In June, it was officially announced that the animated series Avengers: Earth’s Mightiest Heroes, which airs on Disney XD, would be cancelled. The show will, however, live on when it turns into an animated series called Avengers Assemble in 2013. That’s good news for fans because A: EMH has been, over its two seasons, one of the best animated television programs based on Marvel’s characters. I might even argue that the show has been THE BEST animated Marvel show ever. The irony is that although Marvel has been much more successful than DC Comics in the movie industry, DC’s animated shows have generally been much better than Marvel’s, mainly thanks to the work done by Bruce Timm and team in creating the classic series Batman, Superman and Justice League. In a lot of ways, A:EMH, thanks in large part to writer Chris Yost, has used a number of the elements that made Timm’s shows so successful: attractive but simple animation style, strong character development, intricate, serialized storylines and a heavy dose of inspiration from the comic book source material.
Especially in the second season, Avengers: Earth’s Mightiest Heroes has taken a number of plots and storylines from the comics and adapted them to fit the show. The series has used the recent “Secret Invasion” story about Skulls forming sleeper cells on Earth, disguised as heroes and villains. Additionally, the show has mined older stories from Avengers history, such as the origin of the Vision, the “Kovacs” saga and Henry Pym’s unstable transition from Ant-Man to Yellowjacket. One of the most curious adaptations done by A: EMH was the recent episode “Emperor Stark,” which is based on the somewhat obscure 1987 graphic novel Avengers: Emperor Doom.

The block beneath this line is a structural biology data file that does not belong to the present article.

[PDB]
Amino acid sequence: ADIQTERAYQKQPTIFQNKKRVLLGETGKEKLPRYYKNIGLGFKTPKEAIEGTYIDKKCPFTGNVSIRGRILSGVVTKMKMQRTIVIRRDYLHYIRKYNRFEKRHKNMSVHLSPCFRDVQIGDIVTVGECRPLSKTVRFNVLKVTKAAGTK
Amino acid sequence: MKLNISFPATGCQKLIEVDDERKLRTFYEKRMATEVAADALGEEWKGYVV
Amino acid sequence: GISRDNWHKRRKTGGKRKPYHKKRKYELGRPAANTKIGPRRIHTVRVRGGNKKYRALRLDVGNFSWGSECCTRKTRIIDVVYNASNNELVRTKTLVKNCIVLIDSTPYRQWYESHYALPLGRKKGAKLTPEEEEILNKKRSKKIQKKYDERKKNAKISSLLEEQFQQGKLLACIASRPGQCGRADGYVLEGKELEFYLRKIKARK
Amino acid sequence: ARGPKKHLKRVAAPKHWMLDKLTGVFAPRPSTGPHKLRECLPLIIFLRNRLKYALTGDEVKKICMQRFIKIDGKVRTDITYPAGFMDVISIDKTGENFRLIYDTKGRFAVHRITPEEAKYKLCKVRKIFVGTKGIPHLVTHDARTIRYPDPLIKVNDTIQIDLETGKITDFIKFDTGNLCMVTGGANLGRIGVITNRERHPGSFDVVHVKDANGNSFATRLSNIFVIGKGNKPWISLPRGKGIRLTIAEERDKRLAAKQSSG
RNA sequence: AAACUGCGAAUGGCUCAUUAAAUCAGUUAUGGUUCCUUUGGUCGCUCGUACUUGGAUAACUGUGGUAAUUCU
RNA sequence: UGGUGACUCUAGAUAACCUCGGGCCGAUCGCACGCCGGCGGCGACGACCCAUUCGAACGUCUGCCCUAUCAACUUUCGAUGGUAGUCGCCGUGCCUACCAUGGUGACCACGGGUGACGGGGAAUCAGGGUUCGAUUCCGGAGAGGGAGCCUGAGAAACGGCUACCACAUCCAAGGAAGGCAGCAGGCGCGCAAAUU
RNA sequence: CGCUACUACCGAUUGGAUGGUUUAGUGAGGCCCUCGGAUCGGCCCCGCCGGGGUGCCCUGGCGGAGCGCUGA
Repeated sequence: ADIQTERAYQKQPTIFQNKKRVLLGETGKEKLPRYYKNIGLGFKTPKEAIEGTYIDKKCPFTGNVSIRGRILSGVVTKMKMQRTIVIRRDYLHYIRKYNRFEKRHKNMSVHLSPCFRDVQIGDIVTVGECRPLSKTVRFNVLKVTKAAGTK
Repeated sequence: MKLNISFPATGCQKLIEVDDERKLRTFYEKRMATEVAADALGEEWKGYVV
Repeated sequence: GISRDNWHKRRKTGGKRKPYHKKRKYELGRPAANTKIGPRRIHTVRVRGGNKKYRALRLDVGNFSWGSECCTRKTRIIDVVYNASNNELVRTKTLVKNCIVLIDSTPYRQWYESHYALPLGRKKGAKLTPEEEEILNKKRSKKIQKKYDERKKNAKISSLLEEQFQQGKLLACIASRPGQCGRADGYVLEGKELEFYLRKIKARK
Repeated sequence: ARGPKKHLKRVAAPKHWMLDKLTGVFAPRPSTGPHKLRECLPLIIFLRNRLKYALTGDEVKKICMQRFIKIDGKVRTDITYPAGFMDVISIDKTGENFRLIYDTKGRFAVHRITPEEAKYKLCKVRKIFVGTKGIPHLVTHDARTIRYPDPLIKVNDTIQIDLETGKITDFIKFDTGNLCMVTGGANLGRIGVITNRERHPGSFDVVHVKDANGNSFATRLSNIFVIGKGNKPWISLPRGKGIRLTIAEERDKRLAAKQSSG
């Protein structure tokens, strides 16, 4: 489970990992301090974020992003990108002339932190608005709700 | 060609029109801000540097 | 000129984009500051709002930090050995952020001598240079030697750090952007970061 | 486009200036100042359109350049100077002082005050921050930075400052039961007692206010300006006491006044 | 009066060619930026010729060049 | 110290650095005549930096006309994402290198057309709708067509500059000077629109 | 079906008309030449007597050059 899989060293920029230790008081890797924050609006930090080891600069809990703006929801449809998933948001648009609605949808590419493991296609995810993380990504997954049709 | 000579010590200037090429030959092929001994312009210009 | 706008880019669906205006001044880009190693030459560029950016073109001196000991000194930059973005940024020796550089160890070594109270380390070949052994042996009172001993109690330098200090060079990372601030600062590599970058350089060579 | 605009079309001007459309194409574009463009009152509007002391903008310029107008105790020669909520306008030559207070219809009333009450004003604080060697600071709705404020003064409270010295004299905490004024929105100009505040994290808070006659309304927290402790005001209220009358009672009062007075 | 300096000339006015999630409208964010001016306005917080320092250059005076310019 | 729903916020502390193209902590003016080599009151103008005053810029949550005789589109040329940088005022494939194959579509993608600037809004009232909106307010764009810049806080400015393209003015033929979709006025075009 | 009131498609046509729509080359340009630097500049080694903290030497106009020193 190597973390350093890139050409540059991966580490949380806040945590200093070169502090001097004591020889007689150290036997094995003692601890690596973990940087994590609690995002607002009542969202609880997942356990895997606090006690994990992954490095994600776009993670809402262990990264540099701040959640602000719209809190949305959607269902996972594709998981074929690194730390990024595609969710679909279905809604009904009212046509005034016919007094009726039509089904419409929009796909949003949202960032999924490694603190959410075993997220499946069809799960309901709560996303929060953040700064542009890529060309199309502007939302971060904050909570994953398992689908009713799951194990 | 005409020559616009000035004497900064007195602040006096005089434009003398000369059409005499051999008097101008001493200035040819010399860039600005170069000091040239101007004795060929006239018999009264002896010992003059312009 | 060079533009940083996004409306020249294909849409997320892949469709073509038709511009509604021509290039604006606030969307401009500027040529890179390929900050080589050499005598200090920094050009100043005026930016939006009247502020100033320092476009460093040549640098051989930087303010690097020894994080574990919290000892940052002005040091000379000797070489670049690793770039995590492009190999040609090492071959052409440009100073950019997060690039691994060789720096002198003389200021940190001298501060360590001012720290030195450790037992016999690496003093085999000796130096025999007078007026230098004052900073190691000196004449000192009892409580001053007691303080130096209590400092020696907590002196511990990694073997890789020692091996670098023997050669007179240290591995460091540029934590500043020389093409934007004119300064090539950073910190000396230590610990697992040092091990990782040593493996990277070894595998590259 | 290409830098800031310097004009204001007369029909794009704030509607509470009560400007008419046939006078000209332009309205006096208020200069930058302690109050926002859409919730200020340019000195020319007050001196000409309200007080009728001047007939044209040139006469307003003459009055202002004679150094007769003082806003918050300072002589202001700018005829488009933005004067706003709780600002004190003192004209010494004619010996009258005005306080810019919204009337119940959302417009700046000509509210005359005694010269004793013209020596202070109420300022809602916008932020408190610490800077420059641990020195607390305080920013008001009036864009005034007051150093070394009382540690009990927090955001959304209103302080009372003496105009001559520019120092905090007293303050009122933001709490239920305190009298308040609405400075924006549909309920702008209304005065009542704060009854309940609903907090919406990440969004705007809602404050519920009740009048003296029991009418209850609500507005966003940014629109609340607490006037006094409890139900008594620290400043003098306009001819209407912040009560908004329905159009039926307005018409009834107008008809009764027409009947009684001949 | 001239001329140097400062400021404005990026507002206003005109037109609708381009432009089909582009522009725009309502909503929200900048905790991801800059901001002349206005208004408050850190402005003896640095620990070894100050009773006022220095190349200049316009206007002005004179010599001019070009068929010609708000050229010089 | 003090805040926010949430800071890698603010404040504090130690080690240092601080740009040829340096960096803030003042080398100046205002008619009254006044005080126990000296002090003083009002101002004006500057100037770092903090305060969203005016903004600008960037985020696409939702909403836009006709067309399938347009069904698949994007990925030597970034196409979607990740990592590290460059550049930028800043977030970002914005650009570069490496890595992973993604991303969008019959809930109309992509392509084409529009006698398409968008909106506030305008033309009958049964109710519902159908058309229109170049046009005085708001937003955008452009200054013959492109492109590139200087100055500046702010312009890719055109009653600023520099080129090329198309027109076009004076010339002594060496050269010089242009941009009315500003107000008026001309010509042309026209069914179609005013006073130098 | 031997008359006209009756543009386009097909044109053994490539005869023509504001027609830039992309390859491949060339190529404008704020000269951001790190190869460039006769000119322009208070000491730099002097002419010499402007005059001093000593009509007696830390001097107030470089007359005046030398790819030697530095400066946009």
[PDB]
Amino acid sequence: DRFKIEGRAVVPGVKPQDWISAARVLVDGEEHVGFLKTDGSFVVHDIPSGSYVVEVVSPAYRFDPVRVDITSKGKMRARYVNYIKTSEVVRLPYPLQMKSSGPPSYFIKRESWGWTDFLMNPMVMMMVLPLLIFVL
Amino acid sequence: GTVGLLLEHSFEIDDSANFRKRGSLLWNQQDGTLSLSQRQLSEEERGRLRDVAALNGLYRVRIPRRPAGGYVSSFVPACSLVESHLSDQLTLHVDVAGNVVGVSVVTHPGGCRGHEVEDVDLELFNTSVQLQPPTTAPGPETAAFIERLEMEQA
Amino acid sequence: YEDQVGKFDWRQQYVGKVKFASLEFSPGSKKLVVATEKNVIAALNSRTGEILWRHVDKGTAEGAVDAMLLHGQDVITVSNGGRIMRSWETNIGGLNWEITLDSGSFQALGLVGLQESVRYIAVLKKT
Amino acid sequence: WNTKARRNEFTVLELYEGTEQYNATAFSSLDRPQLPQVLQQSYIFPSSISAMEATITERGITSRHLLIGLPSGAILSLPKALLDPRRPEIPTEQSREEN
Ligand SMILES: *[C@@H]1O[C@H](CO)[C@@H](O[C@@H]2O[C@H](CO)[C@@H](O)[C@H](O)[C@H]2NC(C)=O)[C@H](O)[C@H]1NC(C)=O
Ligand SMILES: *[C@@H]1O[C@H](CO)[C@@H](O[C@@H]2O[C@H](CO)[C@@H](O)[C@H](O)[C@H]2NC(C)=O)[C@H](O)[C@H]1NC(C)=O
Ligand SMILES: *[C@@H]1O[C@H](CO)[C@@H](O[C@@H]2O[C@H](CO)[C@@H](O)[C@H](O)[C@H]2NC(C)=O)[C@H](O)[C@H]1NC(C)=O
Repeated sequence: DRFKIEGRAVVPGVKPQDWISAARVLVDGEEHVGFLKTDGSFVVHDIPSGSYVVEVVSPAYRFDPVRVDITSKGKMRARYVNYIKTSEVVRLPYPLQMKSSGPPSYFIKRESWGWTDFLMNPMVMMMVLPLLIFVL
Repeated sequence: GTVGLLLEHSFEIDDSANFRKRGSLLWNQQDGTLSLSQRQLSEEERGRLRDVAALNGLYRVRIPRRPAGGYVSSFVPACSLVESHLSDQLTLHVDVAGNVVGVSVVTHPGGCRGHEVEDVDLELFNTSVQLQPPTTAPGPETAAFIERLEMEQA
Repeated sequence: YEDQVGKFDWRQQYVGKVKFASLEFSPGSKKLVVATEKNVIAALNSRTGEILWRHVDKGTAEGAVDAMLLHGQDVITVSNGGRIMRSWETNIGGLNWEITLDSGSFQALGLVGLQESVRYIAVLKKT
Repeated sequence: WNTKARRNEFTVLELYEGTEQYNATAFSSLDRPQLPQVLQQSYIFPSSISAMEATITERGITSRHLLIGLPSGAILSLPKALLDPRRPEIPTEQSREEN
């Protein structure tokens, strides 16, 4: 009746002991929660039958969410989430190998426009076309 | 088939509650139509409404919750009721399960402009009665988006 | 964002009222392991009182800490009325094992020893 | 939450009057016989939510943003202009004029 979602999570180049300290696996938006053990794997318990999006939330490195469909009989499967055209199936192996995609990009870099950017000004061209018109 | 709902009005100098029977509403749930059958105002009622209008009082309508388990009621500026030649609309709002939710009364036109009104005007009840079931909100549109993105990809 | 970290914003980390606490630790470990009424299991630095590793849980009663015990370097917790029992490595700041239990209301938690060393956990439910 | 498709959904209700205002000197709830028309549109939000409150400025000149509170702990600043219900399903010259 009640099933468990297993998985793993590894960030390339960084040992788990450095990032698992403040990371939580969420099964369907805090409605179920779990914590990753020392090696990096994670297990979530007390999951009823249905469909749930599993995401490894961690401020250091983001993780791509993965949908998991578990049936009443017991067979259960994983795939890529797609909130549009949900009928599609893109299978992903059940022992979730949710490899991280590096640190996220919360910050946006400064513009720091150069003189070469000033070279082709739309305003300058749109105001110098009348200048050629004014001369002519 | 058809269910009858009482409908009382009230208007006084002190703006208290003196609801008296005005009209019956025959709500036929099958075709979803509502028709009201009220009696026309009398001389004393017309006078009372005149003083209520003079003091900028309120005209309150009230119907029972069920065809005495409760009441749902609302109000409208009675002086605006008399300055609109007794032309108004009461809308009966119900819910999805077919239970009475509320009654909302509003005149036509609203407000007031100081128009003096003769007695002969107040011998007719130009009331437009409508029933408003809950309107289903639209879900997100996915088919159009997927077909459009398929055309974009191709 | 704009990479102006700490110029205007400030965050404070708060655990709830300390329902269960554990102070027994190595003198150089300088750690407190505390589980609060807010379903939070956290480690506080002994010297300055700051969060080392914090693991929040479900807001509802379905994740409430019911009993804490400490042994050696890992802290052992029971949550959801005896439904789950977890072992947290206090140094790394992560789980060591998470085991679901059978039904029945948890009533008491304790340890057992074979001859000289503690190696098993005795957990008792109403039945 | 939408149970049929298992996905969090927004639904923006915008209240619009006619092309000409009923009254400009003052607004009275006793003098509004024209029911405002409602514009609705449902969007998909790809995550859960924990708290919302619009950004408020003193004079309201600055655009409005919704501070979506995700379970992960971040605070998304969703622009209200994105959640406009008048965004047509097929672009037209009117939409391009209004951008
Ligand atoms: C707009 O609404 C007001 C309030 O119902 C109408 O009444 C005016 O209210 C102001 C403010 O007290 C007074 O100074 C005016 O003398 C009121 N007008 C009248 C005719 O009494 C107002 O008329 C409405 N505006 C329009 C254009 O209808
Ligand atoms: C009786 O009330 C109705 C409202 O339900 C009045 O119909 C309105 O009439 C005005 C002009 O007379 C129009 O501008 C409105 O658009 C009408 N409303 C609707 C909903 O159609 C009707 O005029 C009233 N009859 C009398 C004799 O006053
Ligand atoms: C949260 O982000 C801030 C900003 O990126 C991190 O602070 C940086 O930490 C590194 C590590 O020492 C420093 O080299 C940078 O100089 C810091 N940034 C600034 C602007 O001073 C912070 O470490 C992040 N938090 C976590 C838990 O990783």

In the 1980s, Marvel introduced a number of larger-format self-contained stories called “Marvel Graphic Novels.” Unlike contemporary trade paperbacks, these were not issues collected from the main series. Rather, they were separate, isolated stories that fit into the Marvel Universe but did not link into ongoing storylines of the time. The most well-known of this series are probably The Amazing Spider-Man: Parallel Lives (which was recently reissued by Marvel in regular comic-book size) and X-Men: God Loves, Man Kills. Avengers: Emperor Doom, which was written by David Micheline (based on a concept, the credits state, by Micheline, Mark Gruenwald and Jim Shooter) and drawn by Bob Hall, takes place during the period of Avengers history when there were two teams. The regular Avengers team consisted of Captain America, Wasp, Vision, Scarlet Witch and Starfox (you might need to Google him if you haven’t read old Avengers). There was also, at the time, the West Coast Avengers, led by Hawkeye and featuring Iron Man, Mockingbird, Wonder Man and Tigra. Early in the story, Tony Stark has Wonder Man enter a sensory deprivation tank for a month so that they can learn more about his powers. During this time, Doctor Doom manages to capture Zebediah Kilgrave, the Purple Man, a villain who has the power of mind control. Using a hair from the Purple Man, Doom builds an object he calls the psychic prism that allows him to start controlling heroes, and eventually the world. However, once Wonder Man emerges from his experiment and finds this changed world, he does not fall under the mind control because he does not have a human physiology. He is, without getting lost in details, a being of energy. Wonder Man confronts Captain America, forcing him to watch footage of Doctor Doom battling heroes in the past, which eventually causes Cap to snap out of the mind control. Quickly, the other Avengers are brought out of the mind control, and they eventually, with the aid of Namor, who had been Doom’s unwilling accomplish, destroy the mind control device.